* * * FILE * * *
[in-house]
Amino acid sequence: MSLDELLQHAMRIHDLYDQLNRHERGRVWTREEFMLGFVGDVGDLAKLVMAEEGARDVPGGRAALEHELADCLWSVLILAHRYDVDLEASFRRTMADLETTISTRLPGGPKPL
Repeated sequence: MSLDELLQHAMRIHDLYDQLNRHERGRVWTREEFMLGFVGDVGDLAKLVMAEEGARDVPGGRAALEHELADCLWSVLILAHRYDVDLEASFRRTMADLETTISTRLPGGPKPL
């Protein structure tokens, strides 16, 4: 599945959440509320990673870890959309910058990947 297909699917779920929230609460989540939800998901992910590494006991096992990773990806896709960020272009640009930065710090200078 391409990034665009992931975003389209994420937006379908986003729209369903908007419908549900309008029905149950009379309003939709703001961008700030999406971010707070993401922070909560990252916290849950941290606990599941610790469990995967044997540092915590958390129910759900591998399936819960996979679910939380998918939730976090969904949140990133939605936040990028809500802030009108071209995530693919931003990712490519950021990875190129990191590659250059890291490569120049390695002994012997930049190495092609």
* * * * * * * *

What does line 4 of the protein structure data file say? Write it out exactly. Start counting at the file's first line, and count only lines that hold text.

């Protein structure tokens, strides 16, 4: 599945959440509320990673870890959309910058990947 297909699917779920929230609460989540939800998901992910590494006991096992990773990806896709960020272009640009930065710090200078 391409990034665009992931975003389209994420937006379908986003729209369903908007419908549900309008029905149950009379309003939709703001961008700030999406971010707070993401922070909560990252916290849950941290606990599941610790469990995967044997540092915590958390129910759900591998399936819960996979679910939380998918939730976090969904949140990133939605936040990028809500802030009108071209995530693919931003990712490519950021990875190129990191590659250059890291490569120049390695002994012997930049190495092609």